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White Catholics could be key to a Biden victory

For Biden, the swing shown in a new poll has everything to do with reconstructing the ‘blue wall’ that collapsed in 2016.

More than 200 area Catholics and other supporters wore white and held signs to passing traffic during a rally to honor American nuns at J.C. Nichols Memorial Fountain on the Country Club Plaza in Kansas City, Missouri, on June 19, 2012. RNS photo by Sally Morrow

(RNS) — In recent weeks there’s been some anxiety in Democratic quarters about surveys indicating that Latinos may be less likely to vote for Joe Biden in November than they were for Hillary Clinton four years ago. Latino Catholics have long been a strong Democratic constituency, and any sign of disaffection on their part could pose real trouble in states such as Florida, Arizona and Nevada.

Now comes the latest Washington Post/ABC News poll, and it suggests that the big news with the Catholic vote this year may actually have to do with a shift in white Catholics’ votes toward Biden. According to the poll, white Catholics now prefer him to President Trump by 51% to 45%. That’s a sea change from 2016, when they chose Trump over Hillary Clinton 61% to 37%.

As the Post/ABC release notes, “Only two previous Democrats have done as well with white Catholics in the last 44 years, both winners — Jimmy Carter in 1976 and Clinton in 1996.” If such a 30-point turnaround does indeed take place, Biden will be our next president.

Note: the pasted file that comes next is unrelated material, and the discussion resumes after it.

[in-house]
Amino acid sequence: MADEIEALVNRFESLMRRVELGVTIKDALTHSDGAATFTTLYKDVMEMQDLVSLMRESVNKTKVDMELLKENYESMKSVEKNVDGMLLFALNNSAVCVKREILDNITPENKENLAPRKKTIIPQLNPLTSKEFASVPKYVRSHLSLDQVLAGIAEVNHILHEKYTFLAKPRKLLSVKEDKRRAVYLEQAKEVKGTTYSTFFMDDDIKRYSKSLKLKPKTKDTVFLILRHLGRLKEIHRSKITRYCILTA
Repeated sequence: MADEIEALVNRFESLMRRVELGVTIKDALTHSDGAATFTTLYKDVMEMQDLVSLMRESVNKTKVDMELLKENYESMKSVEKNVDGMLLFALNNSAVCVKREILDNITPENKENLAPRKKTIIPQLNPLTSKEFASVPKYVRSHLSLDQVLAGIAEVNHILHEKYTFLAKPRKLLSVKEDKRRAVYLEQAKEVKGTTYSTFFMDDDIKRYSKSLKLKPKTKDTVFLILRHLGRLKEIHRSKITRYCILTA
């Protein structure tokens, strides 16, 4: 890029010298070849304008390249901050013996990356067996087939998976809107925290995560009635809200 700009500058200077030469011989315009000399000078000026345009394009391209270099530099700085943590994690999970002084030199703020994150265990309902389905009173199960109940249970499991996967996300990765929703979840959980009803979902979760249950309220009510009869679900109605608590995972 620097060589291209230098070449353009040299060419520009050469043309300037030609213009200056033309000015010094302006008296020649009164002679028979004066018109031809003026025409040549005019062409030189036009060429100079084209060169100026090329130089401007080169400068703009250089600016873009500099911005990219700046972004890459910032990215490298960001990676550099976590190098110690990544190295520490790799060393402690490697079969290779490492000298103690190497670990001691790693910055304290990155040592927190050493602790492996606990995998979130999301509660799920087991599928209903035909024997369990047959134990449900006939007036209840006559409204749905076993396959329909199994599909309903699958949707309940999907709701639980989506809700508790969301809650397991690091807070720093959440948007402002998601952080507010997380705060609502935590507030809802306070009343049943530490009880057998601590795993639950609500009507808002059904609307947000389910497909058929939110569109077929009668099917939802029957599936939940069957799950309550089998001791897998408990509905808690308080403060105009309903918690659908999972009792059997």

The significance of the shift is best gauged in regional rather than national terms. According to the most recent accounting from PRRI, white Catholics now constitute just 61% of the U.S. Catholic population. Given that Catholics were 23% of the vote in 2016, that puts the white Catholic vote at 14% of the total. A 30-point shift would thus move the overall popular vote total 4.2 percentage points toward Biden.

RELATED: Barrett hearings will play into Trump’s hopes to claim Catholic high ground

This combination image of two photos shows President Donald Trump, left, and former Vice President Joe Biden during the first presidential debate Tuesday, Sept. 29, 2020, at Case Western University and Cleveland Clinic, in Cleveland, Ohio. (AP Photo/Patrick Semansky)

But the truly big impact would be in Pennsylvania, Ohio, Michigan and Wisconsin, swing states carried by Trump in 2016 where 80% to 90% of the Catholics are white. The 2016 exit polls indicate that Catholics in those states made up about the same percentage of the vote and voted for Trump at about the same rate as white Catholics nationally.

And in those states, the difference between the 2016 Trump-Clinton vote and 538′s current Trump-Biden polling averages is between eight and nine percentage points. In each case, three-quarters of that shift can be attributed to the white Catholic shift found by the Post/ABC poll.

To what should we attribute the shift?

White Catholics have never been as enthusiastic about Trump as white evangelicals (whose support the poll finds to be nearly unwavering). Although Biden is at odds with his church’s teaching on abortion, so are more than half of white Catholics. And across the spectrum of other Catholic social teachings — concern for the poor, immigration, the death penalty, healthcare — white Catholics have much more reason to prefer Joe Biden.

Maybe most importantly he’s one of them, recognizable in parishes across the Northeast and Midwest as the classic Mass-going pol-from-the-‘hood who knows your name and feels your pain.

Yes, as they’ve grown richer and more suburbanized in recent decades, white Catholics have trended Republican. But the atavism of the old urban ethnic faith, it seems, can still be resurrected.

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